Early on I used normal double entry journals and ledgers. In the 90s a son wrote me a basic program that did the same. Now, I use excel in a single entry format. I am sure I miss some expense, that is just the facts of life with single entry. But all this tracking has taught me what things cost, how saving money one place can cost money elsewhere, how food quality costs more money.

One thing that comes from this is that it is very easy to know when I am being bs'd. You can save money on basics, but not much without sacrificing quality or altering your life trying to hunt down "bargains".

Every annoying hour one goes driving around trying to save a buck fills time with what would be for me at least very unrewarding activity. Struggling in traffic is not my idea of how to spend time, retired or not. For food at home I have so far this year spent $5005 on groceries. None of it is convenience food and very little is deli stuff. I eat some meals out, some with friends, and have friends over for meals, but I believe that these balance out other than the meals out. I live in an expensive neighborhood to go out to eat, so I call that entertainment and account separately, and do little of it. It is definitely a date night thing.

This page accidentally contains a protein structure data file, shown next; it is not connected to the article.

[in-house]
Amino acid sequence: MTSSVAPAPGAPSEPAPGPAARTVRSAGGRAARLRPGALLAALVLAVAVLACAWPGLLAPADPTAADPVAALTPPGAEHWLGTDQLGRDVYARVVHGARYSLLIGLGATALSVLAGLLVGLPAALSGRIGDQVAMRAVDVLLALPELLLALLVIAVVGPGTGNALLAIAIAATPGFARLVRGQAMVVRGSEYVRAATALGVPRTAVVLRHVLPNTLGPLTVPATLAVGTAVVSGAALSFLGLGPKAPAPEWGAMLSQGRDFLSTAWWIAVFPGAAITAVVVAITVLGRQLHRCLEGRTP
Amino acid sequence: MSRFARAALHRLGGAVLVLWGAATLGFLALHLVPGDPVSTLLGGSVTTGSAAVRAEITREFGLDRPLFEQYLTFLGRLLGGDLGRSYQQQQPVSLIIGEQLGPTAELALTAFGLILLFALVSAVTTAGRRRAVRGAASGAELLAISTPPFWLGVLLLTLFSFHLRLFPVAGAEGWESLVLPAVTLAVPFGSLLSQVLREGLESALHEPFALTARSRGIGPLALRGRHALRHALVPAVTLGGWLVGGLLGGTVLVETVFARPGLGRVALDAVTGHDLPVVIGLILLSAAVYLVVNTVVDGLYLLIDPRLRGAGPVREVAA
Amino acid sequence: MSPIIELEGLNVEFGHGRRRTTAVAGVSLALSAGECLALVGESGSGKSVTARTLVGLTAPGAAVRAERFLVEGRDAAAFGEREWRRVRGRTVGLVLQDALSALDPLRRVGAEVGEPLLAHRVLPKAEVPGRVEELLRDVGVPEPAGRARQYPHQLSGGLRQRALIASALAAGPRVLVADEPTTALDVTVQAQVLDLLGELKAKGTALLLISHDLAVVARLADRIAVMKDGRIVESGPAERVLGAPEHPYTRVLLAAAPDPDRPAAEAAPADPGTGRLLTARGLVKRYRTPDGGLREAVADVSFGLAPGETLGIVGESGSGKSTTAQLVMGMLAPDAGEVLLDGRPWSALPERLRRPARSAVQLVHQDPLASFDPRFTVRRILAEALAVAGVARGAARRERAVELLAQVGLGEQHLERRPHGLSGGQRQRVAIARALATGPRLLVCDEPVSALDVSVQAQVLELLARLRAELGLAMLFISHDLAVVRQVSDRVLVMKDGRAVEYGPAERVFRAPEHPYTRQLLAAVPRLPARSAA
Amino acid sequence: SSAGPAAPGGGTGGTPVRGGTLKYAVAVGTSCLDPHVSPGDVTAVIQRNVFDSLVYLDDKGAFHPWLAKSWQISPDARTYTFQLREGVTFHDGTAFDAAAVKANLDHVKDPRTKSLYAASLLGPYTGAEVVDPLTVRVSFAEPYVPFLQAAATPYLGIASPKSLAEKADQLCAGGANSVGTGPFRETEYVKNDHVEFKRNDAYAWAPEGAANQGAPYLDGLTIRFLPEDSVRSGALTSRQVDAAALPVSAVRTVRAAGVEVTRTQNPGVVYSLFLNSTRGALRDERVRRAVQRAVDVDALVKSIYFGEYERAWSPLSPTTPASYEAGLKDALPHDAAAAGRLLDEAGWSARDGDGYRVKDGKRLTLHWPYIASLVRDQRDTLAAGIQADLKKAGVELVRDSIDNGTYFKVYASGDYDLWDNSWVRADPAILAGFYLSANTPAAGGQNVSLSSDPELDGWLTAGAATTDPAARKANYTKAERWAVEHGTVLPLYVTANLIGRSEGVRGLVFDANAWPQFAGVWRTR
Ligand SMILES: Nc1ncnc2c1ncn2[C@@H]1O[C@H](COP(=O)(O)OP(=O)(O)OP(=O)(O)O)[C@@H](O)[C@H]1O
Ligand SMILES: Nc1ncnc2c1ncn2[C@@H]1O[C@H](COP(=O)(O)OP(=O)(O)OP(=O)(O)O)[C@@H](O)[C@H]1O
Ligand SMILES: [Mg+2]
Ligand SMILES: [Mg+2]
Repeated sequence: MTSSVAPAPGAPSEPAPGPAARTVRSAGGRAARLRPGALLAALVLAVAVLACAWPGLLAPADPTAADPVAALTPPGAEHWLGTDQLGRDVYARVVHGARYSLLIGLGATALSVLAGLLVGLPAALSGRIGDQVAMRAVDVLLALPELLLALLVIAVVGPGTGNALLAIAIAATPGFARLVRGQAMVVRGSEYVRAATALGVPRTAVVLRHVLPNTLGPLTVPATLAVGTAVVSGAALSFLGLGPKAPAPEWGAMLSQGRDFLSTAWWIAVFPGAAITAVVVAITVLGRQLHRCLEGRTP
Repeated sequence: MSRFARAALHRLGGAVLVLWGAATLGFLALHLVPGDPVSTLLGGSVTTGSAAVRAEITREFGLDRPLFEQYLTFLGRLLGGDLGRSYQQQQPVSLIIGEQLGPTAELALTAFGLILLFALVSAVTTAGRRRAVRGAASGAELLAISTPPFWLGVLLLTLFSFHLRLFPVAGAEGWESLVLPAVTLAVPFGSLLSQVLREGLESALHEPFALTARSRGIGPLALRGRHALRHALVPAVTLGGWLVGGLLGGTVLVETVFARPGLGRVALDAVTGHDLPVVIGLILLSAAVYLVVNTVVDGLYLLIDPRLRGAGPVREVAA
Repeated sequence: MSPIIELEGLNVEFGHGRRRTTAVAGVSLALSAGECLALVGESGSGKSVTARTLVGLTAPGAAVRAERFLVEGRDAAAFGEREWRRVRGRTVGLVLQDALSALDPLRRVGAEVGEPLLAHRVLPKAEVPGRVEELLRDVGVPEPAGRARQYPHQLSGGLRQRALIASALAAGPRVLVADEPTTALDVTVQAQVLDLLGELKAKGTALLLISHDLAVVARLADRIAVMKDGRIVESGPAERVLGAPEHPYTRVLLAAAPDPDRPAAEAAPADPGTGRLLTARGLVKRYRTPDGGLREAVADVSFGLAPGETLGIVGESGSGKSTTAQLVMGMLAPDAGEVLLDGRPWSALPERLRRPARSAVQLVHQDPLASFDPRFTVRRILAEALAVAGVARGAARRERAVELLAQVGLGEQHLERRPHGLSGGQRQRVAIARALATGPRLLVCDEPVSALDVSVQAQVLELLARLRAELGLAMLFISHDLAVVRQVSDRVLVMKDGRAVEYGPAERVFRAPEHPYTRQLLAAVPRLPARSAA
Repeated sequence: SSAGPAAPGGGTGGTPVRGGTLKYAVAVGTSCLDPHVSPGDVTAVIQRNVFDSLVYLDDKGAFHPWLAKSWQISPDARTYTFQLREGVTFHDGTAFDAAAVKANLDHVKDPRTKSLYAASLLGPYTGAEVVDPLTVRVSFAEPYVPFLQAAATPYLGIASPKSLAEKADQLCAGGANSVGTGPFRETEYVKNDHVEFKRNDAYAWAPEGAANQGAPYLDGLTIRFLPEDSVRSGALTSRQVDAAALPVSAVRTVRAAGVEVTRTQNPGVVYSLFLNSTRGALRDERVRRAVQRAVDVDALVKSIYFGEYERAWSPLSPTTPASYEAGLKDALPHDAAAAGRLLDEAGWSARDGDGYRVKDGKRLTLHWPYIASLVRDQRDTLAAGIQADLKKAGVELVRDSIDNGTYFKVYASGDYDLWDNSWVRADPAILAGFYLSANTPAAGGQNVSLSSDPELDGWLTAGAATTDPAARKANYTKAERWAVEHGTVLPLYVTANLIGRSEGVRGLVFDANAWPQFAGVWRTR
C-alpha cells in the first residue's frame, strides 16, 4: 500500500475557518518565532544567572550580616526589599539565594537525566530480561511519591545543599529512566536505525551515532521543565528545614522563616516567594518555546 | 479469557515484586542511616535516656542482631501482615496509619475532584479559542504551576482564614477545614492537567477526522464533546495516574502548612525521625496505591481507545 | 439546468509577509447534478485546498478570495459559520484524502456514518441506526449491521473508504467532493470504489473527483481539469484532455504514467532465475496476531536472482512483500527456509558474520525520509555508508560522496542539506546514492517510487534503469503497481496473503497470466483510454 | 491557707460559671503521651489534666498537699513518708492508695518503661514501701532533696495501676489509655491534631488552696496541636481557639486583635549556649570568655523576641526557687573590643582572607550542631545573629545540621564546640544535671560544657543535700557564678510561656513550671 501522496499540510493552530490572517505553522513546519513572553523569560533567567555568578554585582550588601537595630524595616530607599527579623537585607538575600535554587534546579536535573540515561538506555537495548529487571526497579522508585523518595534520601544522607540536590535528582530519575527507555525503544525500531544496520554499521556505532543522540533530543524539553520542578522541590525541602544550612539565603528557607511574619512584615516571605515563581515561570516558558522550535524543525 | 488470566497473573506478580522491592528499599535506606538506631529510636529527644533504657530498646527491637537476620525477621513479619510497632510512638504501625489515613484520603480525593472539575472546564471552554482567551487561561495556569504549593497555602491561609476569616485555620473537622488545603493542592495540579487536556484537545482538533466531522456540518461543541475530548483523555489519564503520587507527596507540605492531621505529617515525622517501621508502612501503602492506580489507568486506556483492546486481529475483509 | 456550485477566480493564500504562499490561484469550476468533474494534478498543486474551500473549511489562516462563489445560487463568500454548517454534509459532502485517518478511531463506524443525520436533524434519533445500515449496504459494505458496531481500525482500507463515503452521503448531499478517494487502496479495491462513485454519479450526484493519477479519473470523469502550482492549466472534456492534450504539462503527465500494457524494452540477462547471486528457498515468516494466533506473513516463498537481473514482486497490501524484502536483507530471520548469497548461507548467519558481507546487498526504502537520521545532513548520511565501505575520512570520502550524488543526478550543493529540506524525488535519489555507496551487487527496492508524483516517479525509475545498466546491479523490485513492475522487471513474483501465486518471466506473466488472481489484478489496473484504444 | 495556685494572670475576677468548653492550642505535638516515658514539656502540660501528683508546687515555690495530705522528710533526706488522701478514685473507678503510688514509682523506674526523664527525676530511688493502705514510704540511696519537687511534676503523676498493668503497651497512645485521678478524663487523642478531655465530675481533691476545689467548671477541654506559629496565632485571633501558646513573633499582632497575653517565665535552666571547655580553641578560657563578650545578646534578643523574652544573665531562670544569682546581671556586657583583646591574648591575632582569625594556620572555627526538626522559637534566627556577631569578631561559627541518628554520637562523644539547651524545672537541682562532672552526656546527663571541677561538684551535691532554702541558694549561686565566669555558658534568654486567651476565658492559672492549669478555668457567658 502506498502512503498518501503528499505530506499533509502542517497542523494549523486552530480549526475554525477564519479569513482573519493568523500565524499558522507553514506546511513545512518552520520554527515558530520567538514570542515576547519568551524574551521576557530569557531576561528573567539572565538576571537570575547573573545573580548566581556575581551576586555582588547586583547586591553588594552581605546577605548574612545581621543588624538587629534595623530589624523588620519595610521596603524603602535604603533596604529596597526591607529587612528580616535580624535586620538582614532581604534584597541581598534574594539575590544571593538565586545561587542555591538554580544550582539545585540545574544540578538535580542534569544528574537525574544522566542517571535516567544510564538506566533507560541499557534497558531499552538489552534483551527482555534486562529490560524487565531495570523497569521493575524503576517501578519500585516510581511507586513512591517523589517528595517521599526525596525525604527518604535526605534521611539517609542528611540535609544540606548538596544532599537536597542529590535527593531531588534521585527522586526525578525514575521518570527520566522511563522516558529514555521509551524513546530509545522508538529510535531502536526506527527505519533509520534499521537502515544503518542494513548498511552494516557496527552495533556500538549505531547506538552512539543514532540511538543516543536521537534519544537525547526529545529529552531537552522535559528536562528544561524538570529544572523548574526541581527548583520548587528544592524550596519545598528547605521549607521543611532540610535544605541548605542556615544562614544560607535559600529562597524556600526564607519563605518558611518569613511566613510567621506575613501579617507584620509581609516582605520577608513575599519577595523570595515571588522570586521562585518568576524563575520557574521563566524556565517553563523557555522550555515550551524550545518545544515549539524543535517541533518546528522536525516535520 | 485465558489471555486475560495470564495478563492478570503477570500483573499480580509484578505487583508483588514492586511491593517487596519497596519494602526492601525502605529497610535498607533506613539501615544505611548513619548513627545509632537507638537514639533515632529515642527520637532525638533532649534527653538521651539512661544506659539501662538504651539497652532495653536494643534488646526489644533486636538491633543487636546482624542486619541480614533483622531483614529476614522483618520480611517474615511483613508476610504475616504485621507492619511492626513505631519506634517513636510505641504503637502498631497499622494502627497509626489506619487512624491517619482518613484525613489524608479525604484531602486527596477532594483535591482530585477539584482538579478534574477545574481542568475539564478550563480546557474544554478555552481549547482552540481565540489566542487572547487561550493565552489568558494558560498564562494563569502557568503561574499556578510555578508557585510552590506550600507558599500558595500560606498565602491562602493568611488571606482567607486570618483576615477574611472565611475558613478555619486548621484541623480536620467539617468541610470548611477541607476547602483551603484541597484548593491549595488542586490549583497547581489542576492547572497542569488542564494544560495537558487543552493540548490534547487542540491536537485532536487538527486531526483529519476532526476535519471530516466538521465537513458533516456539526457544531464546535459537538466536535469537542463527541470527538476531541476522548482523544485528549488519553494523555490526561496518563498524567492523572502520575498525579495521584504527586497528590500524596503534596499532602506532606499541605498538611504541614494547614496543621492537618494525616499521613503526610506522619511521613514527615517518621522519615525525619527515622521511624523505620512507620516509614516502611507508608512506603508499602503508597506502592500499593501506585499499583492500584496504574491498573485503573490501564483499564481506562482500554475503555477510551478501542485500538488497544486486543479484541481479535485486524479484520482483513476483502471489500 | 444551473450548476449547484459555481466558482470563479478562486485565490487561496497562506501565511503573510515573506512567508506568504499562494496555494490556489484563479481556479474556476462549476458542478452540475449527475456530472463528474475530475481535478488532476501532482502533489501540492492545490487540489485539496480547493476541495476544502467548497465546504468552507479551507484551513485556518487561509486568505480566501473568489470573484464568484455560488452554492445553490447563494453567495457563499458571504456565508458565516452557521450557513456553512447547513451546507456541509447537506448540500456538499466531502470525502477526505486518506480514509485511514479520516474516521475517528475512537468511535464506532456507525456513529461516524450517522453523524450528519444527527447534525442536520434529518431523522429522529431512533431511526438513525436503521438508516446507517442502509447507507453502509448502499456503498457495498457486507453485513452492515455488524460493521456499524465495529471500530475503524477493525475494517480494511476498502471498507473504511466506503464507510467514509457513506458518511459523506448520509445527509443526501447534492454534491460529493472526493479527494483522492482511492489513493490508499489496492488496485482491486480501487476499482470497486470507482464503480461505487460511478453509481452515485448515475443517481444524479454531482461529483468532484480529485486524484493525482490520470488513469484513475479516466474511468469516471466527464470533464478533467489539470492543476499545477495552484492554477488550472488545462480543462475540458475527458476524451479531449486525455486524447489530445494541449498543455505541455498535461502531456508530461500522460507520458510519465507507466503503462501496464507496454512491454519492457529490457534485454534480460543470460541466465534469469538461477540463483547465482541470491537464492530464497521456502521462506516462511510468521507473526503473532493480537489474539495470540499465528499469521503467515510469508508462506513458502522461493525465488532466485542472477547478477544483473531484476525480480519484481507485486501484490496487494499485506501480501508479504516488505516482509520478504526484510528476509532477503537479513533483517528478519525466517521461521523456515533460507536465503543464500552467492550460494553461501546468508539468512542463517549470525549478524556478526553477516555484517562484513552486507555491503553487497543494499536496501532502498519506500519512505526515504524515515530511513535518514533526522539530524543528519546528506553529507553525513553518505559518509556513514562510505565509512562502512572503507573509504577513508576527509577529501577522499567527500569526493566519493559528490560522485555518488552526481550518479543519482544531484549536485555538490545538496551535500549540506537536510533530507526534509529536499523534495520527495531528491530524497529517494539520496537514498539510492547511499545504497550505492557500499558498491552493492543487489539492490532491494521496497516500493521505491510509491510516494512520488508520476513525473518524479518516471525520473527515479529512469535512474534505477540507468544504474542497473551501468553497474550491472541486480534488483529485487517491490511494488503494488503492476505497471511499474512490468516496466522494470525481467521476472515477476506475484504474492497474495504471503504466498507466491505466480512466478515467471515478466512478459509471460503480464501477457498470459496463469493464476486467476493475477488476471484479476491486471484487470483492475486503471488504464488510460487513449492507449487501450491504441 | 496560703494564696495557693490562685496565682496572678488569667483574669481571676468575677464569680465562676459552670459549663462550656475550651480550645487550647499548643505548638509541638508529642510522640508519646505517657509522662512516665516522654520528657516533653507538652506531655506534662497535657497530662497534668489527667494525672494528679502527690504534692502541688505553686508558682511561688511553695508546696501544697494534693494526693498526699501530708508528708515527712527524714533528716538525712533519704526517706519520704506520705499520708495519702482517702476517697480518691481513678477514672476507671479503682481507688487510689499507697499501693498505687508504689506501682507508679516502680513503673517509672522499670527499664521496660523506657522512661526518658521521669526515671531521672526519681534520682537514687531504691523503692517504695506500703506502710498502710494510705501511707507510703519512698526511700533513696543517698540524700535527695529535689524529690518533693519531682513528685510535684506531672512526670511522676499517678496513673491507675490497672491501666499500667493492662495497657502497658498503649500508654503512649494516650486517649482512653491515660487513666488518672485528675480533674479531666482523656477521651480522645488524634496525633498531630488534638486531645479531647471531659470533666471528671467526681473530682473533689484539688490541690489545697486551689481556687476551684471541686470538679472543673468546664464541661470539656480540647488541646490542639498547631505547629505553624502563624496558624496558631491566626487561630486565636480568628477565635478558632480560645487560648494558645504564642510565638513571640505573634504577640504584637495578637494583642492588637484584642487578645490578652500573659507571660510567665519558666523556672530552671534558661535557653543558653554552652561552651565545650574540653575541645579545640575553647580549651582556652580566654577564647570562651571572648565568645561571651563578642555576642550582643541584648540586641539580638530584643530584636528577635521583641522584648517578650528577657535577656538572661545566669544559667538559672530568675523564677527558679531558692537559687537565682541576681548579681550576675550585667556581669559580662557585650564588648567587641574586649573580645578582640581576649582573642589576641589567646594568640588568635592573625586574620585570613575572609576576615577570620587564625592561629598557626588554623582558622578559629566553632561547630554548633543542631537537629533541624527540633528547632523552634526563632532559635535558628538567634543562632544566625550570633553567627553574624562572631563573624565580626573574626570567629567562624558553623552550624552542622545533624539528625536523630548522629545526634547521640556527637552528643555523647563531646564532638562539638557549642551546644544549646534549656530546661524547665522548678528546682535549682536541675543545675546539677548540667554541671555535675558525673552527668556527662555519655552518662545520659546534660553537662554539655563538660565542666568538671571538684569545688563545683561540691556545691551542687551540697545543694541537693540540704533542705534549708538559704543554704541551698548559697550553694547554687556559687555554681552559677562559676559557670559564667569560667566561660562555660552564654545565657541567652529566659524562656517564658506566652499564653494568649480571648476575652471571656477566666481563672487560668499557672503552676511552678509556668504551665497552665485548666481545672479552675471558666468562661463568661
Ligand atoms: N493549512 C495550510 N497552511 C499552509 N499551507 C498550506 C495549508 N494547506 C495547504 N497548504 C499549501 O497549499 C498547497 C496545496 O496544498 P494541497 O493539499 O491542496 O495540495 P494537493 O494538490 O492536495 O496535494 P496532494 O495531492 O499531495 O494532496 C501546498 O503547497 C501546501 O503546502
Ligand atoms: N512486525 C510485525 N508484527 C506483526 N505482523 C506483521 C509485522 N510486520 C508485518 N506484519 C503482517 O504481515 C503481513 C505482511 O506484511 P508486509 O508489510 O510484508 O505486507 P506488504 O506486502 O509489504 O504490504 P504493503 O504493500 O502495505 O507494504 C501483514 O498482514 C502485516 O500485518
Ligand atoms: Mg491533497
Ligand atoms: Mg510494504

So I am spending $5000 feeding me, at home. In Washington there is no sales tax on food, but high sales tax on everything else and and astronomical sales taxes on liquor. It would be much easier to double this food expense than to cut it by 1/3. The only way I could cut much would mean more starch, the way they fed us at university, and for the same reason. It is cheap. However, I weigh few pounds less than the day I graduated high school, with no struggles or sacrifice, and to me this is a value worth getting.

This $5005 does include a modest amount of decent but not expensive wine and some paper products but few sundries and personal care things like toothpaste.